How to Use a 12-Volt Circuit Tester

Written by max stout
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Power is supplied to a vehicle's engine ignition, electric door locks, alarm systems and other accessories by the 12-volt circuitry that runs throughout the vehicle. When a circuit fails, you will find that a 12-volt tester is an invaluable tool for locating the source of the problem. If you are a do-it-yourself auto mechanic who understands basic electrical circuits, you can verify the presence or the absence of electrical power in your vehicle quickly and confidently by using a 12-volt circuit tester.

Skill level:

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Things you need

  • 12-volt circuit tester
  • Maintenance manual

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  1. 1

    Turn on the vehicle's electrical power. The accessory position on the ignition switch powers up everything except the engine ignition circuit. To check the ignition's 12-volt wiring, turn the switch to the "On" position.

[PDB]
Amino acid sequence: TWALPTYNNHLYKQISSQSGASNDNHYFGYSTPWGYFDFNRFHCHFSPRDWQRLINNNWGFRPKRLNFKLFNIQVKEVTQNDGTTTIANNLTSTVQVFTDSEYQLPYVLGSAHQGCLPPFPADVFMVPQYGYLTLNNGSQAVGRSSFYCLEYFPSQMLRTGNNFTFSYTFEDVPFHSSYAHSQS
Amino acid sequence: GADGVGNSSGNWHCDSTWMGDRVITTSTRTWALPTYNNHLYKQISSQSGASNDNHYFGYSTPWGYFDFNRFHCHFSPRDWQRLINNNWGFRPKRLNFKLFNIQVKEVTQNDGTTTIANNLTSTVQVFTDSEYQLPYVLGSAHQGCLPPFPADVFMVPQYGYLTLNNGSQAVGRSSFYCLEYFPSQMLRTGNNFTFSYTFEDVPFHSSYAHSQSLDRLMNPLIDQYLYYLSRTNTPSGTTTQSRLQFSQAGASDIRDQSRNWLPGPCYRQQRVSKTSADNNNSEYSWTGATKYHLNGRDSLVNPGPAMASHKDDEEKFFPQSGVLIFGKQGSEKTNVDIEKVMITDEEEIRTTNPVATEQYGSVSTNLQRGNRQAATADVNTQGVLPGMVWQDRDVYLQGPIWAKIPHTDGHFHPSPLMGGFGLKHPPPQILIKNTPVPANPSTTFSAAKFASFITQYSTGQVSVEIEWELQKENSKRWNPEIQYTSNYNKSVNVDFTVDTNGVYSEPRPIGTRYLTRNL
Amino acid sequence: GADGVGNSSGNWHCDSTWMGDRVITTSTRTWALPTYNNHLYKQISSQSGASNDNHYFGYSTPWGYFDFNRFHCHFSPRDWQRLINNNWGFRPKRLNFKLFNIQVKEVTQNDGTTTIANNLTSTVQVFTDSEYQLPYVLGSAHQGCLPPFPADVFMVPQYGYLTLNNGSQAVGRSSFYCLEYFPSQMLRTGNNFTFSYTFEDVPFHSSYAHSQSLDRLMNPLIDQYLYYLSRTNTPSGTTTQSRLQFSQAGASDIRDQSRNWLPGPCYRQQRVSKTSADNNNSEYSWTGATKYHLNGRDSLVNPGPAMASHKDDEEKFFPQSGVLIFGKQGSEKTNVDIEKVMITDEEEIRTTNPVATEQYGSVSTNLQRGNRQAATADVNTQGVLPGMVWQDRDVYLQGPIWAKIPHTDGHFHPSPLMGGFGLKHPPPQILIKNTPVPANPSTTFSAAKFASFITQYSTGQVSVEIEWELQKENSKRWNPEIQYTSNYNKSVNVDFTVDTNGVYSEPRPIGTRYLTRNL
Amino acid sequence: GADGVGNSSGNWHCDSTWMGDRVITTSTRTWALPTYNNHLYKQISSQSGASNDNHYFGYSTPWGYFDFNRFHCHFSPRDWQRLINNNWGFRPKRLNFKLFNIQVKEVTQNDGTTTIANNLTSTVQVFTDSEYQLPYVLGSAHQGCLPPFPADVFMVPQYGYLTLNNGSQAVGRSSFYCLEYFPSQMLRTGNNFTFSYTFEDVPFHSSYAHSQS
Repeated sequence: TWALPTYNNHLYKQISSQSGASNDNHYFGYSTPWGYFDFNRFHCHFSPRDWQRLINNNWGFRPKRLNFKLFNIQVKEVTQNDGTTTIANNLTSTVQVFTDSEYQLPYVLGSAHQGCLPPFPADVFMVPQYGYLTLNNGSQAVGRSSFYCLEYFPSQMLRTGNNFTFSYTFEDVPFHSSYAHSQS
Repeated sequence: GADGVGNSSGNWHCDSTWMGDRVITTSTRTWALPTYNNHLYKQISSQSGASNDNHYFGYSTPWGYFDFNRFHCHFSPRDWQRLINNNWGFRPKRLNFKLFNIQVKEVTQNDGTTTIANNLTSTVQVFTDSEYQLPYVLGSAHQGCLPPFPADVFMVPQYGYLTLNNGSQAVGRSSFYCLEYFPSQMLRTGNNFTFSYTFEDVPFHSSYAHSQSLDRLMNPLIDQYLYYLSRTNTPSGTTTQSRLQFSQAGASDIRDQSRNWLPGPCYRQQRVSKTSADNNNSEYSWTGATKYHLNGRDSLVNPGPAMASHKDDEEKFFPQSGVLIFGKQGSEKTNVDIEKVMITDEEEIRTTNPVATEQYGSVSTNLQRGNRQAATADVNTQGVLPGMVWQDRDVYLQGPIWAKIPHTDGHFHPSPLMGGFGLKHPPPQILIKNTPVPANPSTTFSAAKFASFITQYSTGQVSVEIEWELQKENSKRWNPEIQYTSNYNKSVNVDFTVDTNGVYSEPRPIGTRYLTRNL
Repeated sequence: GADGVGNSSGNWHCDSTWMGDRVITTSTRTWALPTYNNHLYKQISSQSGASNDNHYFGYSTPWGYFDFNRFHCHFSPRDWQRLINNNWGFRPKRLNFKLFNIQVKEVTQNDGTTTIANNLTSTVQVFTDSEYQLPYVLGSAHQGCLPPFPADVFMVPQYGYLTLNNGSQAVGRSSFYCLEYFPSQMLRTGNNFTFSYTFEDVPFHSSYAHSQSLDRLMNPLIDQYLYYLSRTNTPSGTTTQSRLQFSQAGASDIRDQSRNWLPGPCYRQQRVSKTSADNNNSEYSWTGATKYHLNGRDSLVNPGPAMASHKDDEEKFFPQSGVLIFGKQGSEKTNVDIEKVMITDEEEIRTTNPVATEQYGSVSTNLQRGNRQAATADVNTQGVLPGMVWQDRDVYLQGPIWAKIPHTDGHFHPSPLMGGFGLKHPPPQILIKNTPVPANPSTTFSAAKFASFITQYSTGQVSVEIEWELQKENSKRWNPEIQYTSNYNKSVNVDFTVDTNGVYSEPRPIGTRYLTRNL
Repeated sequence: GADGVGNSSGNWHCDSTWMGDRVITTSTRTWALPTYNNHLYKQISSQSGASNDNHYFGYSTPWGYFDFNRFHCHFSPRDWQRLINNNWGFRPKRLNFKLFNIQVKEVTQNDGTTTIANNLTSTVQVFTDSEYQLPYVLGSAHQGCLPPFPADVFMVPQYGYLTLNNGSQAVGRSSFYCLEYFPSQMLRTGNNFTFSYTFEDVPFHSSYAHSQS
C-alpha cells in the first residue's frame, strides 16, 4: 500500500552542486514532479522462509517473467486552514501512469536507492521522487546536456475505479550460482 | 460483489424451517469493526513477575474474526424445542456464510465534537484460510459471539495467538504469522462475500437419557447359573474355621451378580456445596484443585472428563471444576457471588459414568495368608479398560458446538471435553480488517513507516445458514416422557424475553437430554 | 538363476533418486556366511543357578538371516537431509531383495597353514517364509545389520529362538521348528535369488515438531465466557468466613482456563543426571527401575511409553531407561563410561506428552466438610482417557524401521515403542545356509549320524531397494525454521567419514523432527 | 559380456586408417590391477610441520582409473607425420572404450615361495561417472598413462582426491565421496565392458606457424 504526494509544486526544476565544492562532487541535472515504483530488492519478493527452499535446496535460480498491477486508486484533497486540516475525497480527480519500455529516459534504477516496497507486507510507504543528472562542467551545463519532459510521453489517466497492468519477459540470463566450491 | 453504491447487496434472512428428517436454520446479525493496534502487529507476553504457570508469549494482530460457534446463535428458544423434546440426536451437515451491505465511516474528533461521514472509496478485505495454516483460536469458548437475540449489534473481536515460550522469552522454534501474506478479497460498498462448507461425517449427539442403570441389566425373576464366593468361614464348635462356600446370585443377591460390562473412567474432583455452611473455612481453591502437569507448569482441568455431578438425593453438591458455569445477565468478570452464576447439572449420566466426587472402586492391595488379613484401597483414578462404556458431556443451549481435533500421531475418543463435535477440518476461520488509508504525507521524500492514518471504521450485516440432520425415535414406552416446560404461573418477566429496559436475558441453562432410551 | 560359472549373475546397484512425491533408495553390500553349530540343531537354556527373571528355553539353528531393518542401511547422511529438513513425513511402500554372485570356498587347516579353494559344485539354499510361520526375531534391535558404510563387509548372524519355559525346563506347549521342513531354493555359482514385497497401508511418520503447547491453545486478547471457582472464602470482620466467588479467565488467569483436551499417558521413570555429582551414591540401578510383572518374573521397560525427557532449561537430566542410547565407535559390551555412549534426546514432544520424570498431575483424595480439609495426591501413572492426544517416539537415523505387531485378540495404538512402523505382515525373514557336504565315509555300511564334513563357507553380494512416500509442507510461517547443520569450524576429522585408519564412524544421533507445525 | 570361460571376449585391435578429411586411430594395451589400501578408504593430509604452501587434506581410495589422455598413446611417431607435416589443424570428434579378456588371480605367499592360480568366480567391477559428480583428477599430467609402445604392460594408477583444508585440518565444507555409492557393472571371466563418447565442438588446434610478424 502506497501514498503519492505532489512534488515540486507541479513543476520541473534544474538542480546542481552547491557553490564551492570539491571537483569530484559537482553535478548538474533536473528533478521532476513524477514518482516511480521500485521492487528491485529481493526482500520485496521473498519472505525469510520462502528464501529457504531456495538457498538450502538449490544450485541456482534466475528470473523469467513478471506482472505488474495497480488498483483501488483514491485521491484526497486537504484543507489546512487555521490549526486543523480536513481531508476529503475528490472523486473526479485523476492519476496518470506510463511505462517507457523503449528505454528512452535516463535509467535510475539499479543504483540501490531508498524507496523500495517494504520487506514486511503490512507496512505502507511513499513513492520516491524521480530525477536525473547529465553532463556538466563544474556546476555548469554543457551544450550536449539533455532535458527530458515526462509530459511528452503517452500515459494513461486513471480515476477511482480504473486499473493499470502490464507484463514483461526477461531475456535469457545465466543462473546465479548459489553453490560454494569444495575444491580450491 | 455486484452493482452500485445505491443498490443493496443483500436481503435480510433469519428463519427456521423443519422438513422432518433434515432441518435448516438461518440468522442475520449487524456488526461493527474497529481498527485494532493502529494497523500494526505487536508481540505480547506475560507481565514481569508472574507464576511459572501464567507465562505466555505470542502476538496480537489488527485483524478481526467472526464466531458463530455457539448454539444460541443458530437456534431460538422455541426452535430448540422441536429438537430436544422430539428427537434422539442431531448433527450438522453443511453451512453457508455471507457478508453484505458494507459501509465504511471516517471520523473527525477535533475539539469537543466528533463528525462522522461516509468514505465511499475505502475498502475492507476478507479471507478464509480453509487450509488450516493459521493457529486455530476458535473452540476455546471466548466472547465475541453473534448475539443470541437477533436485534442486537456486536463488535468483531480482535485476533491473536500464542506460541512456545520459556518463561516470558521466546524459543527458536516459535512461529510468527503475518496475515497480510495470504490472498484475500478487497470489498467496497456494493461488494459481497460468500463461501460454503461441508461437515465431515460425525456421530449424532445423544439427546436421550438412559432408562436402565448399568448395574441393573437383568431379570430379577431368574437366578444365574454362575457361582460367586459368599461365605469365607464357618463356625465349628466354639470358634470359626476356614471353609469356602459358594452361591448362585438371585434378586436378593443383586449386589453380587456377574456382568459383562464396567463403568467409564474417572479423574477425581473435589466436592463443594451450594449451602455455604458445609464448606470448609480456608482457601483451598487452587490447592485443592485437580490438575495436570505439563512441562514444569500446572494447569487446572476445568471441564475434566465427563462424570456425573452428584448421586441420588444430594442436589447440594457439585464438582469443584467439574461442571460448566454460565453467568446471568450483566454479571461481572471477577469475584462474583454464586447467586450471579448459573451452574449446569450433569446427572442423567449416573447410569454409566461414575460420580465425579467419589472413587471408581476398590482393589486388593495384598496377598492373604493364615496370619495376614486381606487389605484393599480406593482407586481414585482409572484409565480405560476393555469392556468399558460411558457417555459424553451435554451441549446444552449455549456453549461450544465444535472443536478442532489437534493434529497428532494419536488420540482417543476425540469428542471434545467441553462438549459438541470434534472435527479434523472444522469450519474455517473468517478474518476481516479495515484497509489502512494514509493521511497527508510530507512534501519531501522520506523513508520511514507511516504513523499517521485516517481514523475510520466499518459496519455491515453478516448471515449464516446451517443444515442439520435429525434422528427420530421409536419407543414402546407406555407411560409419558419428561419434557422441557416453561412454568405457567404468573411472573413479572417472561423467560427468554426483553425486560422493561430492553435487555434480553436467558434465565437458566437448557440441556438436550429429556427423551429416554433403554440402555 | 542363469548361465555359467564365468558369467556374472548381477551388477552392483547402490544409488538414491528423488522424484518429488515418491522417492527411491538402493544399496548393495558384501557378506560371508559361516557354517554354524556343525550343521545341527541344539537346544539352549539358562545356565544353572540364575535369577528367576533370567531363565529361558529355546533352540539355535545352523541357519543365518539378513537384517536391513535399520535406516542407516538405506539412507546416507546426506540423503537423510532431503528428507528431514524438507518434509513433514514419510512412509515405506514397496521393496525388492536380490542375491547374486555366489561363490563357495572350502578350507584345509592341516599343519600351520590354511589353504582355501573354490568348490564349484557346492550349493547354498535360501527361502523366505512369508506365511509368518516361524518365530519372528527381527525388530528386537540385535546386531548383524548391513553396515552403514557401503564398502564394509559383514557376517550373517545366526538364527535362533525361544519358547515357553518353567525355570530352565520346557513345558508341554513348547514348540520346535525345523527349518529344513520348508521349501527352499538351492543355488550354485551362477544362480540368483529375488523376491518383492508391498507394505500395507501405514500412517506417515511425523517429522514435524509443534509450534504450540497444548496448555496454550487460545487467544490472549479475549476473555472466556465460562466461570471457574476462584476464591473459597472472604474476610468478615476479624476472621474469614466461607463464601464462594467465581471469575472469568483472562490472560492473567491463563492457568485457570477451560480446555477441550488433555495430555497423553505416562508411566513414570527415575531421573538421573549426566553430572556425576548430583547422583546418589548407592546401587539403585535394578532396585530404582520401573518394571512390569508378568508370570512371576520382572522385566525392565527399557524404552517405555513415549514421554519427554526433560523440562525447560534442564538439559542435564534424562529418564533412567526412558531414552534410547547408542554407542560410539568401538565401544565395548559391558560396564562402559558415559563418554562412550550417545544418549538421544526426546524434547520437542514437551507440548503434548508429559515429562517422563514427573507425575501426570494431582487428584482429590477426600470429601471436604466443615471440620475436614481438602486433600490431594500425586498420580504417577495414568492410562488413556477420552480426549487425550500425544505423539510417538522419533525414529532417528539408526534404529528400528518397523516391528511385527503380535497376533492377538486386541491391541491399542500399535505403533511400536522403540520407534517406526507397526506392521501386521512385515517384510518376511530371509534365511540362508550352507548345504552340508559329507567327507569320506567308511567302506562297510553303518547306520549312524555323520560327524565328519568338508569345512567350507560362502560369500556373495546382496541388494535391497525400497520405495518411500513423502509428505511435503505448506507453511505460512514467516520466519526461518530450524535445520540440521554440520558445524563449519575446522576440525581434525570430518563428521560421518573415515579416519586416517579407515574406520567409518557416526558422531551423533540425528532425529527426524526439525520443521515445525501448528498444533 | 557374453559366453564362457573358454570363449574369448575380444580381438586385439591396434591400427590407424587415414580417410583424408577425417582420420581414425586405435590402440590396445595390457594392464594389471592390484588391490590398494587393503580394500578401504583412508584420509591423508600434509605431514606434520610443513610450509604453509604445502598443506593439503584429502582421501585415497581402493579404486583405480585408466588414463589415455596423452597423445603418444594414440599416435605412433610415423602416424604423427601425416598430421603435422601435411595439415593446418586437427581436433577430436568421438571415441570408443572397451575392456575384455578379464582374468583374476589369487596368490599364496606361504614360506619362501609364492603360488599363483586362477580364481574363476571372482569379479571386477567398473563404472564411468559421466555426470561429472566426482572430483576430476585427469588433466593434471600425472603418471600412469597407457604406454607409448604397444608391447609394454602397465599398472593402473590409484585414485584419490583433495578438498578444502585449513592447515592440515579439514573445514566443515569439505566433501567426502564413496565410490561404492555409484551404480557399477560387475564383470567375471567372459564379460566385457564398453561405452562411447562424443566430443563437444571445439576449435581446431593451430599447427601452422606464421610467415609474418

2. 2

    Connect the ground clip of the 12-volt tester to a well-grounded source. The battery's negative terminal is the best ground source, but any grounded metal source will do.

  3. 3

    Place the pointed end of the tester on or in the circuit terminal or wire to be tested. The point may be used to penetrate the insulation of a wire to make a voltage test if you can't access a terminal. The tester handle lights up if the circuit being tested is in good working condition.

  4. 4

    Check the grounding integrity of a circuit by reversing the connections and attaching the ground wire of the 12-volt tester to the positive side of the circuit being tested.

Tips and warnings

  • Avoid short-circuits by keeping the metal shank of the 12-volt tester clear of other metallic surfaces when performing voltage checks.
  • It is possible to set off airbags in an automobile with a 12-volt tester if you probe the wrong wire. These wires are conspicuously marked with yellow tape and should only be tested by a qualified technician.

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